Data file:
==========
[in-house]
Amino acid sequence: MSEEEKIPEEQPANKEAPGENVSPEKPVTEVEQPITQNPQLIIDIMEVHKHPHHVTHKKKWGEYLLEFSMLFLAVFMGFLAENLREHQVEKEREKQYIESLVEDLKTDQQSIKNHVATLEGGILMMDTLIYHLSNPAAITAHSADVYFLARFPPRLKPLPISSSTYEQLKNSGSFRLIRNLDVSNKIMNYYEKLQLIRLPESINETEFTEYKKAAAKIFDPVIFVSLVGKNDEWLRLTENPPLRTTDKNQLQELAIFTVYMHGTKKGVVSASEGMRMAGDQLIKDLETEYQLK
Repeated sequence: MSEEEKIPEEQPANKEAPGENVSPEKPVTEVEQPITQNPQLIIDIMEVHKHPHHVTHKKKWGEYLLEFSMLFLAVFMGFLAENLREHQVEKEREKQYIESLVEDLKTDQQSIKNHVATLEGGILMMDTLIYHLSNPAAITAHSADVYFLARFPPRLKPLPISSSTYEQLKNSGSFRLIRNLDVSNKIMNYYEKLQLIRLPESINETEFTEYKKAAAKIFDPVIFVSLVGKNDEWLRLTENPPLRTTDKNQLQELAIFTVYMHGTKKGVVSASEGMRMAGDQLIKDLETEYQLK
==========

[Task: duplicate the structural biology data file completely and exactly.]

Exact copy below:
[in-house]
Amino acid sequence: MSEEEKIPEEQPANKEAPGENVSPEKPVTEVEQPITQNPQLIIDIMEVHKHPHHVTHKKKWGEYLLEFSMLFLAVFMGFLAENLREHQVEKEREKQYIESLVEDLKTDQQSIKNHVATLEGGILMMDTLIYHLSNPAAITAHSADVYFLARFPPRLKPLPISSSTYEQLKNSGSFRLIRNLDVSNKIMNYYEKLQLIRLPESINETEFTEYKKAAAKIFDPVIFVSLVGKNDEWLRLTENPPLRTTDKNQLQELAIFTVYMHGTKKGVVSASEGMRMAGDQLIKDLETEYQLK
Repeated sequence: MSEEEKIPEEQPANKEAPGENVSPEKPVTEVEQPITQNPQLIIDIMEVHKHPHHVTHKKKWGEYLLEFSMLFLAVFMGFLAENLREHQVEKEREKQYIESLVEDLKTDQQSIKNHVATLEGGILMMDTLIYHLSNPAAITAHSADVYFLARFPPRLKPLPISSSTYEQLKNSGSFRLIRNLDVSNKIMNYYEKLQLIRLPESINETEFTEYKKAAAKIFDPVIFVSLVGKNDEWLRLTENPPLRTTDKNQLQELAIFTVYMHGTKKGVVSASEGMRMAGDQLIKDLETEYQLK